It was all the way back in November 2015 that 6sqft got a first look at Bjarke Ingels‘ pair of asymmetric, twisting towers along the High Line at 76 Eleventh Avenue. At the beginning of this year, the design changed to a simpler silhouette with more space in between the 28- and 38-story buildings, and now NY Yimby has revealed yet another group of renderings that reveal even more revisions.
The fresh images reveal the glass crowns at the 300- and 400-foot tops, the retail podium and plaza fronting the High Line, and two amenity-filled podium bridges that will connect the towers (an idea perhaps borrowed from SHoP’s American Cooper Buildings).
This downtown Manhattan loft in a near-everything-cool spot at 321 West 13th Street between the West Village and the Meatpacking District may not be family-sized, but it definitely seems that no expense was spared in making this an authentic loft to call home. On the rental market for $7,200 a month ($7,500 furnished with Eames, Platner and an impressive art collection), the fifth-floor (by elevator), one-bedroom condo has a rare level of custom interior design that’s understated and over-achieving when it comes to comfort and cool. Add open city views, a washer-dryer and plenty of closet space and you can see why that perfection theme keeps coming up.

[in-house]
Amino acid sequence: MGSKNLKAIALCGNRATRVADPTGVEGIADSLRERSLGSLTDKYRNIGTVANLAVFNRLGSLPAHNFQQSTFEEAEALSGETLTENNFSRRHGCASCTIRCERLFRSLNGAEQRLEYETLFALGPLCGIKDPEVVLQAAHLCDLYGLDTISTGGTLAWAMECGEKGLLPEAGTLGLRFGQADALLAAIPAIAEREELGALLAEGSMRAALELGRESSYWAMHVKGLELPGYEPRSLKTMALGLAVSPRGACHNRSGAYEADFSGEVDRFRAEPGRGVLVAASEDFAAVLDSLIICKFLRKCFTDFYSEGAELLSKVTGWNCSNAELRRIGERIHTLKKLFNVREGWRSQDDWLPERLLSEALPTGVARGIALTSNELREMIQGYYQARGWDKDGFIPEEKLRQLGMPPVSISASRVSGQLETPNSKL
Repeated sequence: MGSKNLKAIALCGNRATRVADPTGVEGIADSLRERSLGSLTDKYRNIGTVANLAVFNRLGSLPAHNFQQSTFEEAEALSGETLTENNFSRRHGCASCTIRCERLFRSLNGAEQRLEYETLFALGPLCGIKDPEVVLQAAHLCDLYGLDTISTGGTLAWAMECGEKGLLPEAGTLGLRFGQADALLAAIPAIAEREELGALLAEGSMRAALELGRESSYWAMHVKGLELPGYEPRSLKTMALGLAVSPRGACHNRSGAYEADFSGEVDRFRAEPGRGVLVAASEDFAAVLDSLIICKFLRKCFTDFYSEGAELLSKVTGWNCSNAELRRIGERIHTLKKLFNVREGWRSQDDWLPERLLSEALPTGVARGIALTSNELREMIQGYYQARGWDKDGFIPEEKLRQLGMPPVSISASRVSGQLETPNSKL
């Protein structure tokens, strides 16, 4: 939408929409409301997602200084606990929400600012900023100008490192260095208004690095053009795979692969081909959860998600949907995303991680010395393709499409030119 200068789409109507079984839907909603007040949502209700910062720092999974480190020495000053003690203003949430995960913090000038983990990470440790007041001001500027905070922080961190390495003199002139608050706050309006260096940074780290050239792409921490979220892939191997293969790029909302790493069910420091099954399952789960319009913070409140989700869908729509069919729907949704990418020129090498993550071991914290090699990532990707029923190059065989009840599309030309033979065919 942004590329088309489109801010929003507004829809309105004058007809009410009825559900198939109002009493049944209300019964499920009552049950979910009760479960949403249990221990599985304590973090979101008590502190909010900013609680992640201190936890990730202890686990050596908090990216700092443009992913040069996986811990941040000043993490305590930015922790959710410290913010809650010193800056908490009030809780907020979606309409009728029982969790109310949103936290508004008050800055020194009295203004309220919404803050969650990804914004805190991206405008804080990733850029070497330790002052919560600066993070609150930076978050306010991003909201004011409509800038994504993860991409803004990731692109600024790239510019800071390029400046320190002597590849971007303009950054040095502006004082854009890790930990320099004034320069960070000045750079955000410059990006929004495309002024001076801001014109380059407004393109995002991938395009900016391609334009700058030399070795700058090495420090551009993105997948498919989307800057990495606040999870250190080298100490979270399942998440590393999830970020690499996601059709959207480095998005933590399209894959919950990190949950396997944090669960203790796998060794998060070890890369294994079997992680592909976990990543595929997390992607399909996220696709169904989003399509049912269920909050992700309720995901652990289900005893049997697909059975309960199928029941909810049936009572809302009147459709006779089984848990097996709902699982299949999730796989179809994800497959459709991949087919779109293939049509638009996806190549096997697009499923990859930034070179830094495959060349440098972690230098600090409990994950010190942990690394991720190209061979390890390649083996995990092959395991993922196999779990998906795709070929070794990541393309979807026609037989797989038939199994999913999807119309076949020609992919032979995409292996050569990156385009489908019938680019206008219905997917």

At the end of last month, an appellate court issued an injunction that said work must temporarily stop at Barry Diller’s Pier 55 until at least September when opponents of the futuristic offshore park (who claimed it had gone through inadequate environmental impact evaluations) could present their case again. But The Real Deal reports today that work has resumed much sooner than expected, as an appeals court lifted the stop work order yesterday.
Last summer, a civic group known as City Club of New York slapped Barry Diller’s Pier 55 with a lawsuit, claiming he and the Hudson River Park Trust had failed to thoroughly evaluate the environmental impact of the 2.7-acre offshore park. In April of this year, the Manhattan Supreme Court dismissed the case, and later that same month news broke that construction on the $130 million project would begin this summer after gaining regulatory approval from the U.S. Army Corps of Engineers. However, DNAinfo reports that today an appellate court issued an injunction that says work must temporarily stop until at least September when the opponents present their case again.
Views of addition courtesy of Neoscape